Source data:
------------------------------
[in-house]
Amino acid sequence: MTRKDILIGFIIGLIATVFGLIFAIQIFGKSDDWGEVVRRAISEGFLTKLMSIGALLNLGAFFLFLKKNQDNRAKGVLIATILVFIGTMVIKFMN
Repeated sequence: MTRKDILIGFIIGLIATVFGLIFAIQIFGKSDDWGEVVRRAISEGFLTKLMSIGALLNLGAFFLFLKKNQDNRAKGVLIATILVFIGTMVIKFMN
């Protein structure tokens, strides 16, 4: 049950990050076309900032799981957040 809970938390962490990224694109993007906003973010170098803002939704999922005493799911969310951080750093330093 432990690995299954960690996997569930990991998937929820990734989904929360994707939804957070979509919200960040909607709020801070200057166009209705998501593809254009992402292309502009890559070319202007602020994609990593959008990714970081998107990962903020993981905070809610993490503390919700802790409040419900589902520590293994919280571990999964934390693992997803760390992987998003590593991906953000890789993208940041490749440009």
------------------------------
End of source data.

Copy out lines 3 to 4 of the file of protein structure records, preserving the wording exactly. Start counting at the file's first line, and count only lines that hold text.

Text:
Repeated sequence: MTRKDILIGFIIGLIATVFGLIFAIQIFGKSDDWGEVVRRAISEGFLTKLMSIGALLNLGAFFLFLKKNQDNRAKGVLIATILVFIGTMVIKFMN
């Protein structure tokens, strides 16, 4: 049950990050076309900032799981957040 809970938390962490990224694109993007906003973010170098803002939704999922005493799911969310951080750093330093 432990690995299954960690996997569930990991998937929820990734989904929360994707939804957070979509919200960040909607709020801070200057166009209705998501593809254009992402292309502009890559070319202007602020994609990593959008990714970081998107990962903020993981905070809610993490503390919700802790409040419900589902520590293994919280571990999964934390693992997803760390992987998003590593991906953000890789993208940041490749440009």